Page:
Oral contraceptives may be protective against some types of cancer

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Use of oral contraceptives did not increase the risk for cancer in women and decreased the risk for colorectal, endometrial, ovarian, and lymphatic and hematopoietic cancers.
Use of oral contraceptives did not increase the risk for cancer in women and decreased the risk for colorectal, endometrial, ovarian, and lymphatic and hematopoietic cancers.

Oral contraceptives are not associated with a long-term cancer risk and may be protective against some forms of cancer, according to a study published in the American Journal of Obstetrics & Gynecology.

Lisa Iversen, PhD, from the Institute of Applied Health Sciences at the University of Aberdeen in the United Kingdom, and colleagues, examined the very long-term cancer risks or benefits associated with the use of combined oral contraceptives, including the estimated overall lifetime balance. A total of 46,022 women were recruited to the UK Royal College of General Practitioners' Oral Contraception Study from 1968 and 1969 and were observed for up to 44 years. Women were grouped into “ever” and “never” users of oral contraceptives, and data were standardized for age, parity, social class, and smoking.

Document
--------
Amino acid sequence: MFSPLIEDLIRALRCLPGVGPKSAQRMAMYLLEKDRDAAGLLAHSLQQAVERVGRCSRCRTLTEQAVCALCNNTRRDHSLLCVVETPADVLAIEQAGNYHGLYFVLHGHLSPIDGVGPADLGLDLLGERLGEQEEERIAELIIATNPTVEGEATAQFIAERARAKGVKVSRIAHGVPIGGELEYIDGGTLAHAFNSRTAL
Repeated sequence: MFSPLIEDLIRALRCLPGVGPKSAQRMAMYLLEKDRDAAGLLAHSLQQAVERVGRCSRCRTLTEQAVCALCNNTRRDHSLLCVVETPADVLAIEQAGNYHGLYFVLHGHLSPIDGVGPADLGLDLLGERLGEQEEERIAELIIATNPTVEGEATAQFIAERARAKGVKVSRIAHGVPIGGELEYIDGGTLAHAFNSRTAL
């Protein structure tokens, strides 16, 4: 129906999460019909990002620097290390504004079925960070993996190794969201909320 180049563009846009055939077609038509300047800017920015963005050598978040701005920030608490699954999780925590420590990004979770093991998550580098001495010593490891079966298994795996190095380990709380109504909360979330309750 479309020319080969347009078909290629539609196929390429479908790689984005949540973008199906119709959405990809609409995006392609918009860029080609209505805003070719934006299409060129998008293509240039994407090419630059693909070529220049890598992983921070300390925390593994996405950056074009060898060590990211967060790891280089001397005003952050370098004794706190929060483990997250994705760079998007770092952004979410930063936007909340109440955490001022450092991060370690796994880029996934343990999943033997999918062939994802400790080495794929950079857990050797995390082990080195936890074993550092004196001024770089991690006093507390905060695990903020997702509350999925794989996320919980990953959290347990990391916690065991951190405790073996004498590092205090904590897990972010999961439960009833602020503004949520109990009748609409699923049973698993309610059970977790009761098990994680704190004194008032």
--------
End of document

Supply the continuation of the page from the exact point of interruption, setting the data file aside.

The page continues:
A total of 4661 “ever” users developed at least 1 cancer during 884,895 woman-years of observation and 2341 “never” users developed at least 1 cancer during 388,505 woman-years of observation. Ever use of oral contraceptives was associated with reduced colorectal, endometrial, ovarian, and lymphatic and hematopoietic cancers (0.81, 0.66, 0.67, 0.74 incidence rate ratios, respectively).

An increased risk of lung cancer was only observed among smokers. An increased risk of breast and cervical cancer that was seen in current and recent users appeared to decrease within approximately 5 years of stopping contraception, with no evidence of either cancer recurring. There was no evidence of new cancer risks appearing later in life among women who had used oral contraceptives.

“The overall balance of cancer risk among past users of oral contraceptives was neutral with the increased risks counterbalanced by the endometrial, ovarian, and colorectal cancer benefits that persist at least 30 years,” the authors said.

Reference

  1. Iversen L, Sivasubramaniam S, Lee AJ, et al. Lifetime cancer risk and combined oral contraceptives: the Royal College of General Practitioners' Oral Contraception Study. Am J Obstet Gynecol. 8 February 2017. doi: 10.1016/j.ajog.2017.02.002
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